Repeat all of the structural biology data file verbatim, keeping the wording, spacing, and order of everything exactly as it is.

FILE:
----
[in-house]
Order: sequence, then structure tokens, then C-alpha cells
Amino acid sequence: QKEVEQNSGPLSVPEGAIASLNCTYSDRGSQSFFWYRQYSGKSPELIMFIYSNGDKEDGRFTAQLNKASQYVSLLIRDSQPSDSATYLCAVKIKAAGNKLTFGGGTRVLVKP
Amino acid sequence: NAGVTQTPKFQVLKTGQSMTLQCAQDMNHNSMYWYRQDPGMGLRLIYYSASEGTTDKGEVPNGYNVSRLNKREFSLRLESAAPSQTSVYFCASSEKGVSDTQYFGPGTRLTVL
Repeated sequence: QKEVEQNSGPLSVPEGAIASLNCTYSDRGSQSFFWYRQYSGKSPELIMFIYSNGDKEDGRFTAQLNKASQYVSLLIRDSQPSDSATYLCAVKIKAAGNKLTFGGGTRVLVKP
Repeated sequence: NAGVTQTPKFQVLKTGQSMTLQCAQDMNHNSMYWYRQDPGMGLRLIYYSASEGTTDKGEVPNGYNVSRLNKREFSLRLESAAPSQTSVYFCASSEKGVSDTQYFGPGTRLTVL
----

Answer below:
[in-house]
Order: sequence, then structure tokens, then C-alpha cells
Amino acid sequence: QKEVEQNSGPLSVPEGAIASLNCTYSDRGSQSFFWYRQYSGKSPELIMFIYSNGDKEDGRFTAQLNKASQYVSLLIRDSQPSDSATYLCAVKIKAAGNKLTFGGGTRVLVKP
Amino acid sequence: NAGVTQTPKFQVLKTGQSMTLQCAQDMNHNSMYWYRQDPGMGLRLIYYSASEGTTDKGEVPNGYNVSRLNKREFSLRLESAAPSQTSVYFCASSEKGVSDTQYFGPGTRLTVL
Repeated sequence: QKEVEQNSGPLSVPEGAIASLNCTYSDRGSQSFFWYRQYSGKSPELIMFIYSNGDKEDGRFTAQLNKASQYVSLLIRDSQPSDSATYLCAVKIKAAGNKLTFGGGTRVLVKP
Repeated sequence: NAGVTQTPKFQVLKTGQSMTLQCAQDMNHNSMYWYRQDPGMGLRLIYYSASEGTTDKGEVPNGYNVSRLNKREFSLRLESAAPSQTSVYFCASSEKGVSDTQYFGPGTRLTVL